4 Search Results for "Thapen, Neil"


Document
TFNP Intersections Through the Lens of Feasible Disjunction

Authors: Pavel Hubáček, Erfan Khaniki, and Neil Thapen

Published in: LIPIcs, Volume 287, 15th Innovations in Theoretical Computer Science Conference (ITCS 2024)


Abstract
The complexity class CLS was introduced by Daskalakis and Papadimitriou (SODA 2010) to capture the computational complexity of important TFNP problems solvable by local search over continuous domains and, thus, lying in both PLS and PPAD. It was later shown that, e.g., the problem of computing fixed points guaranteed by Banach’s fixed point theorem is CLS-complete by Daskalakis et al. (STOC 2018). Recently, Fearnley et al. (J. ACM 2023) disproved the plausible conjecture of Daskalakis and Papadimitriou that CLS is a proper subclass of PLS∩PPAD by proving that CLS = PLS∩PPAD. To study the possibility of other collapses in TFNP, we connect classes formed as the intersection of existing subclasses of TFNP with the phenomenon of feasible disjunction in propositional proof complexity; where a proof system has the feasible disjunction property if, whenever a disjunction F ∨ G has a small proof, and F and G have no variables in common, then either F or G has a small proof. Based on some known and some new results about feasible disjunction, we separate the classes formed by intersecting the classical subclasses PLS, PPA, PPAD, PPADS, PPP and CLS. We also give the first examples of proof systems which have the feasible interpolation property, but not the feasible disjunction property.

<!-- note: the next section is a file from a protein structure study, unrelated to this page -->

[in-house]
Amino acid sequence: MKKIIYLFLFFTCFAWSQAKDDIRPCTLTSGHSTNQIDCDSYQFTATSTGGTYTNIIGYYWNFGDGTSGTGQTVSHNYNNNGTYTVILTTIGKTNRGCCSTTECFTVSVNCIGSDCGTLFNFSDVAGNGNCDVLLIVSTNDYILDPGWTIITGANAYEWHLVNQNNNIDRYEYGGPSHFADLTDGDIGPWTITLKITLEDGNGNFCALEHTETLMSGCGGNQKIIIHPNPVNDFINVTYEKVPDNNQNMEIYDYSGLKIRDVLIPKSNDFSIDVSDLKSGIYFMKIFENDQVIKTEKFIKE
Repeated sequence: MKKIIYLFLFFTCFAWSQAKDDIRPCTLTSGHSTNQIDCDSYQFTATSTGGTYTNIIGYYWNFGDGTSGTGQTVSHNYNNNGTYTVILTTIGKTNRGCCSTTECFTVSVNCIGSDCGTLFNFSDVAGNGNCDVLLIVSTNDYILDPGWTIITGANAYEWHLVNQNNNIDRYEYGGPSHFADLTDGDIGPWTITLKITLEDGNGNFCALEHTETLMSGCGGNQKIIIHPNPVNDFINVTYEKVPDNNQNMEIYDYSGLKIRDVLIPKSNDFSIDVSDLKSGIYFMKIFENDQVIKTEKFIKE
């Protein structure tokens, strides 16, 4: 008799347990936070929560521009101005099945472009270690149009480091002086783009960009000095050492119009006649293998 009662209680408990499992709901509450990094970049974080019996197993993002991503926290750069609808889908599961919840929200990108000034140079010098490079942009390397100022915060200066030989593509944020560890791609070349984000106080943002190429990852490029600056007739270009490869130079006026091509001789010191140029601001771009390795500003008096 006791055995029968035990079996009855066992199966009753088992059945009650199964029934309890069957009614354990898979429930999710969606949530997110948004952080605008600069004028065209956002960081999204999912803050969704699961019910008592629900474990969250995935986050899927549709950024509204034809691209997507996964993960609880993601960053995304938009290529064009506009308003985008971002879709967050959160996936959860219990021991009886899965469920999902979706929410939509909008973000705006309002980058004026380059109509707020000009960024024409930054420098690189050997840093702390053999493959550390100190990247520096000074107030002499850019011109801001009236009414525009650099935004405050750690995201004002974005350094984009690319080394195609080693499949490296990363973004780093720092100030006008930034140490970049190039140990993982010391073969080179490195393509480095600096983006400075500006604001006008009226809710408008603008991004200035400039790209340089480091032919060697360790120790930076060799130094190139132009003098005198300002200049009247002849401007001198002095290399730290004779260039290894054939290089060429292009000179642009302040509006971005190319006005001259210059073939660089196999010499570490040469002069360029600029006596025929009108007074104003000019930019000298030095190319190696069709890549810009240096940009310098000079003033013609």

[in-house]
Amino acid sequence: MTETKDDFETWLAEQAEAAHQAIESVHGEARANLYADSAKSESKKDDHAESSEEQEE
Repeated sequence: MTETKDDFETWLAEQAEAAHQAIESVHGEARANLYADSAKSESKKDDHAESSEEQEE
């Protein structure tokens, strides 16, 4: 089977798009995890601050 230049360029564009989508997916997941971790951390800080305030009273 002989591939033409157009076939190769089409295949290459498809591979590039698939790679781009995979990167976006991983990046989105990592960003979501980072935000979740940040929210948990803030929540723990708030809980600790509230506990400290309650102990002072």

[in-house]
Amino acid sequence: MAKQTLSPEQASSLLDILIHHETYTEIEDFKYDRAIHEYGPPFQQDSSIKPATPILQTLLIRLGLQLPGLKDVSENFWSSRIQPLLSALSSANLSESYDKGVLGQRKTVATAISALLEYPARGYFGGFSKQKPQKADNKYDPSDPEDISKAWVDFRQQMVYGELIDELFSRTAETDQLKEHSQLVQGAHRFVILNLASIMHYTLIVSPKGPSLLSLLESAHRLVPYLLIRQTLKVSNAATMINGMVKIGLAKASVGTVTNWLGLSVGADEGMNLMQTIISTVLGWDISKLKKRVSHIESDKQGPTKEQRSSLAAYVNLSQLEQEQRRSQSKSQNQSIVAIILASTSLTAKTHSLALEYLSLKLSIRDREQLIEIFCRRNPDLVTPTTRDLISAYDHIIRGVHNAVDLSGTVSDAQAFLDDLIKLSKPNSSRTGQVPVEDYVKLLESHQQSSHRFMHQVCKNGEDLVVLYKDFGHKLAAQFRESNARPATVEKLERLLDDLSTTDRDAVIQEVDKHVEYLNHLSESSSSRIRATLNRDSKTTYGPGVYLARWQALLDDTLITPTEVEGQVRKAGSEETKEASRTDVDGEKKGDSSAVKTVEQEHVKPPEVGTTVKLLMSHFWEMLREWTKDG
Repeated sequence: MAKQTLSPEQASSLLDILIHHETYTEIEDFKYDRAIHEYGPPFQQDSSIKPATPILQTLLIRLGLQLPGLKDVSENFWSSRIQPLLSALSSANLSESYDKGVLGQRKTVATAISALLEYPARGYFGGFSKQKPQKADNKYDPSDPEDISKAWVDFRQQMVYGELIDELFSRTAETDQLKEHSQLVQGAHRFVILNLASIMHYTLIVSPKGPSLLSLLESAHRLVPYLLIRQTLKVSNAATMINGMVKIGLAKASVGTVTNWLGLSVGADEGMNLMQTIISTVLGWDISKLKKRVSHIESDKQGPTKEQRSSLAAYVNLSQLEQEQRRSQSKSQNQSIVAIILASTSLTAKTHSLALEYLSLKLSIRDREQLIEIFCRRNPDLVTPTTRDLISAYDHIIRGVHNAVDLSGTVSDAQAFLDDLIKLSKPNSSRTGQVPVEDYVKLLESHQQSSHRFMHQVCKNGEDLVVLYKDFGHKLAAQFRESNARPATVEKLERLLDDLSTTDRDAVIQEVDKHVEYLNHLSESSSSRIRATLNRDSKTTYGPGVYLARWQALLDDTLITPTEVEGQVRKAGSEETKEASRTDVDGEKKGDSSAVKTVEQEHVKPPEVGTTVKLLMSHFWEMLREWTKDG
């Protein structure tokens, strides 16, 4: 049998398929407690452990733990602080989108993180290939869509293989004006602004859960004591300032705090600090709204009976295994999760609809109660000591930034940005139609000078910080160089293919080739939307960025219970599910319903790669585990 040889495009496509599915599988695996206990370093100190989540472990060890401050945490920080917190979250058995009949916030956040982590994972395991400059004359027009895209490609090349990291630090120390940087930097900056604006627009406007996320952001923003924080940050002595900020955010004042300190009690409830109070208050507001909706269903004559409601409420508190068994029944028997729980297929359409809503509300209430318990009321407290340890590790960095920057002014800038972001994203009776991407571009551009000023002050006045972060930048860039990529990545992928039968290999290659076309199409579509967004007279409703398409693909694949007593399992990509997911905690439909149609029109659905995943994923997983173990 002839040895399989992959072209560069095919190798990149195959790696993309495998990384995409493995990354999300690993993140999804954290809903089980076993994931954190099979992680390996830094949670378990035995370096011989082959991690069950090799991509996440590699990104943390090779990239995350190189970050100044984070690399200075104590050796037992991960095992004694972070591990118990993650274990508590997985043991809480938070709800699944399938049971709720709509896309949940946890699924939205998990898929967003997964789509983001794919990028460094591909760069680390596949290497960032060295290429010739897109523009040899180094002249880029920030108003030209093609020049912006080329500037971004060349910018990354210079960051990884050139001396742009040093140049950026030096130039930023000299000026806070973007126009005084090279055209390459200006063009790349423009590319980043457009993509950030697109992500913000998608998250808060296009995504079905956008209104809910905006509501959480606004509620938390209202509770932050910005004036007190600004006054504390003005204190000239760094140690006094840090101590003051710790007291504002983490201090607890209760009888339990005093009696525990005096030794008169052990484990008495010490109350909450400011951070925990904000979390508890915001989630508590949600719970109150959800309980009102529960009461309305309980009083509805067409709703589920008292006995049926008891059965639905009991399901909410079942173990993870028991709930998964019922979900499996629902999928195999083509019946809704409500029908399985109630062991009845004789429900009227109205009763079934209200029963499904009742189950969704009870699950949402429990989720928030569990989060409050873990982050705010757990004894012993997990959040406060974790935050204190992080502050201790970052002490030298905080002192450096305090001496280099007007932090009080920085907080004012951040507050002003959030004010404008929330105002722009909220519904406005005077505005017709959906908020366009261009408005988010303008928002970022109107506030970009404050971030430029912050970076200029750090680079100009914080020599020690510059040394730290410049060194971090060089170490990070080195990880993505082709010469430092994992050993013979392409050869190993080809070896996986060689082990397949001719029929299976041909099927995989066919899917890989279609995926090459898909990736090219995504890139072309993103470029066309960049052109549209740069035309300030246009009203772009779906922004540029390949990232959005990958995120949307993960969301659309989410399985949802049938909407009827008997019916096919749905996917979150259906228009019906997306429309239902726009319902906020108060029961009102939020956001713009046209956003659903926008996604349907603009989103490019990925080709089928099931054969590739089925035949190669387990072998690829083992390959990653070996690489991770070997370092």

Cite as

Pavel Hubáček, Erfan Khaniki, and Neil Thapen. TFNP Intersections Through the Lens of Feasible Disjunction. In 15th Innovations in Theoretical Computer Science Conference (ITCS 2024). Leibniz International Proceedings in Informatics (LIPIcs), Volume 287, pp. 63:1-63:24, Schloss Dagstuhl – Leibniz-Zentrum für Informatik (2024)


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@InProceedings{hubacek_et_al:LIPIcs.ITCS.2024.63,
  author =	{Hub\'{a}\v{c}ek, Pavel and Khaniki, Erfan and Thapen, Neil},
  title =	{{TFNP Intersections Through the Lens of Feasible Disjunction}},
  booktitle =	{15th Innovations in Theoretical Computer Science Conference (ITCS 2024)},
  pages =	{63:1--63:24},
  series =	{Leibniz International Proceedings in Informatics (LIPIcs)},
  ISBN =	{978-3-95977-309-6},
  ISSN =	{1868-8969},
  year =	{2024},
  volume =	{287},
  editor =	{Guruswami, Venkatesan},